“This is not something from a police perspective that’s easy to say out loud, but in many aspects we got this wrong,” Pazen said of the previous approach. “I’m not saying all prostituion is the same, but a lot has to do with human trafficking. Victims of trafficking were the ones being arrested and incarcerated, while the people preying on a vulnerable population were escaping this without being held accountable.
“We want to focus on the person trafficking individuals.”
In some places, the odd circumstances of the shutdown also created opportunity.
In Pueblo, more than a dozen police officers working as school resource officers suddenly had nowhere to go, so they transitioned back to patrols. The extra manpower allowed the department to increase its bike patrols, which usually staff special events but now allowed for extra cops on the streets.
“Pueblo is small enough that you could ride through the city all day,” said Ortega, the department’s spokesman. The bike patrols, riding in pairs, focused on the suddenly quiet commercial areas.
He was working an overtime shift, driving down the street one day, when he heard a radio call for a disturbance at a convenience store a block away. He pulled a quick U-turn and radioed dispatch to say he was about to arrive on scene.
“As I’m getting on the radio to say I’m here, they already have a guy,” Ortega said of one of the bike tandems. “I didn’t know where they were.”
Fort Collins also used the suddenly freed-up school resource officers to fill some patrol slots, including as security for a makeshift homeless shelter at a recreation center when a snowstorm hit right after the stay-at-home order. Additionally, it took advantage of the school closures to perform what has now become an unfortunate but necessary task — updating its emergency reaction plans for all of the city’s public schools.
The SROs launched drones to take aerial photos, performed 3-D scans of school buildings and helped create new interactive maps that indicate staging areas for each campus, scouting areas for specific uses such as landing spots for helicopters.
“We needed to do this, but you’ve got to find time to do it,” Assistant Chief Feyen said. “COVID gave us this time and freed the SROs to do that.”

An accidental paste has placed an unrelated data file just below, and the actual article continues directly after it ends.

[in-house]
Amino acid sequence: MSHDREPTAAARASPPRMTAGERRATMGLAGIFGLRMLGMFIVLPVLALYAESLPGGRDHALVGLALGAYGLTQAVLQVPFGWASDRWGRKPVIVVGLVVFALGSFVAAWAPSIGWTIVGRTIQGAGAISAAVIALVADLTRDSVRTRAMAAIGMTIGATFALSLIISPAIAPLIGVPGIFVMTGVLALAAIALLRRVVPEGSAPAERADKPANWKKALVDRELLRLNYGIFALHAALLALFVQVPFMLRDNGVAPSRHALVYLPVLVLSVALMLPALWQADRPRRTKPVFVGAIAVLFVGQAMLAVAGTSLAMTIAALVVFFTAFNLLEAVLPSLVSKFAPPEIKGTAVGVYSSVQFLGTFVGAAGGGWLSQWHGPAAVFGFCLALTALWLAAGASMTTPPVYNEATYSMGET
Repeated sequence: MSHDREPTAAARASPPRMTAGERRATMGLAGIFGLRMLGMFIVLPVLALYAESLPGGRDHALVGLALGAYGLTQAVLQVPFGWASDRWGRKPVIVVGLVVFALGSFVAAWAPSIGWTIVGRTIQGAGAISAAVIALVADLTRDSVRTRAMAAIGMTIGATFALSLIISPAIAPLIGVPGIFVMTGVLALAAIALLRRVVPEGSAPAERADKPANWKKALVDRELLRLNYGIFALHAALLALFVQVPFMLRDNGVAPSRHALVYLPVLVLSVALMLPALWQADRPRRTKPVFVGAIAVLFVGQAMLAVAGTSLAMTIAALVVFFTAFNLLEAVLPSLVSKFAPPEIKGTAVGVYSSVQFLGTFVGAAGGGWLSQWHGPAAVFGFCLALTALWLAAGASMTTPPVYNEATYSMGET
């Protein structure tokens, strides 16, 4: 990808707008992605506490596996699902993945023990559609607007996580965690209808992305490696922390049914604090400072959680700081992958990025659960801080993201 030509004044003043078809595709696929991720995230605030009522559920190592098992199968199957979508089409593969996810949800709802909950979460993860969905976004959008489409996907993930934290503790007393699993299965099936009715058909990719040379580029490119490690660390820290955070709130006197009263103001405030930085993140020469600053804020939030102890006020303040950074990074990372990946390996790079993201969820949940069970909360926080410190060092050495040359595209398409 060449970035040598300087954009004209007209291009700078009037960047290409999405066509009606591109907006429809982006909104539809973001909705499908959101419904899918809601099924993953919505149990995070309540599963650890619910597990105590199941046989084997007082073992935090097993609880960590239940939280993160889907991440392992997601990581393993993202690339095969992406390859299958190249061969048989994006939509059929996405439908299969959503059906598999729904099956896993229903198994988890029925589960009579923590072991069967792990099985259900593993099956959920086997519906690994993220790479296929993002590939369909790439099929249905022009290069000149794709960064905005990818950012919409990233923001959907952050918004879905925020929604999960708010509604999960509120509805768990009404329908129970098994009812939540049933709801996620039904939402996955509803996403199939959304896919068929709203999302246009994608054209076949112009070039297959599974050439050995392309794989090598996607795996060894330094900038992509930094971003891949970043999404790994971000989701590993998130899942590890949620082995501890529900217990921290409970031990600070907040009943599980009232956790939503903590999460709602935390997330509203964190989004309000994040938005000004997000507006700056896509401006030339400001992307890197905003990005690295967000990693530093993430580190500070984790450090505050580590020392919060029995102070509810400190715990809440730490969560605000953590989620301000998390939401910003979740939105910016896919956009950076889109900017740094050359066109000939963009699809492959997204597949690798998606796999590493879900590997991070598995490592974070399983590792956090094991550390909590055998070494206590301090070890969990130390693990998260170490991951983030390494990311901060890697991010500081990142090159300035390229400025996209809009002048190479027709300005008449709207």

Grand Junction Police Chief Shoemaker noted that having the ability to shift gears was key to policing during the uncertain time of the pandemic. Assuming a rise in business burglaries — there was a slight increase — required shifting resources in collaboration with local partners.
“We worked with the downtown development authority who assists with promotion of downtown businesses to have more proactive patrols,” Shoemaker said. “Adaptability is a hallmark of how we had to do what we did. That’s still evolving. Mesa County opened earlier than almost anyone in the state. Hopefully we’ll be a successful exemplar of how to do it right.”
With the stay-at-home phase of the pandemic response loosening, some crime trends may return to their usual levels. But police still see this as uncharted territory.
“I anticipate you’ll see some things go back to normal,” Feyen said. “What I call normal are things like retail theft and shoplifting as more businesses open. But I don’t have a feel about family problems or civil disputes. Does (reopening) give people the distance they need to recenter and refocus?”
Toward the end of the shutdown, he added, Fort Collins police did see some increase in family problems, noise complaints — just the type of things indicative of people nearing the end of their rope. Not a huge increase in violent crimes, but just “people needing solutions and someone to step in with a timeout and do some mediation.”
“I don’t have any quantifiable data to give you,” Feyen said, “but it feels like there’s some despondency in parts of the community. It will be interesting to see what the suicide rates do in six months. Is this like the crash of 1929, and people who are small business owners struggle with supporting their family or their identity through their businesses? I don’t know the answer to that. Sometimes it feels like we’re going on more of those kinds of calls.”
From his vantage point in Pueblo, Sgt. Frank Ortega figures some of the crime characteristics seen during the stay-at-home order will persist. After all, the new order is still “safer at home.”
“I think the new normal will be different for everybody,” he said. “Including the cops.”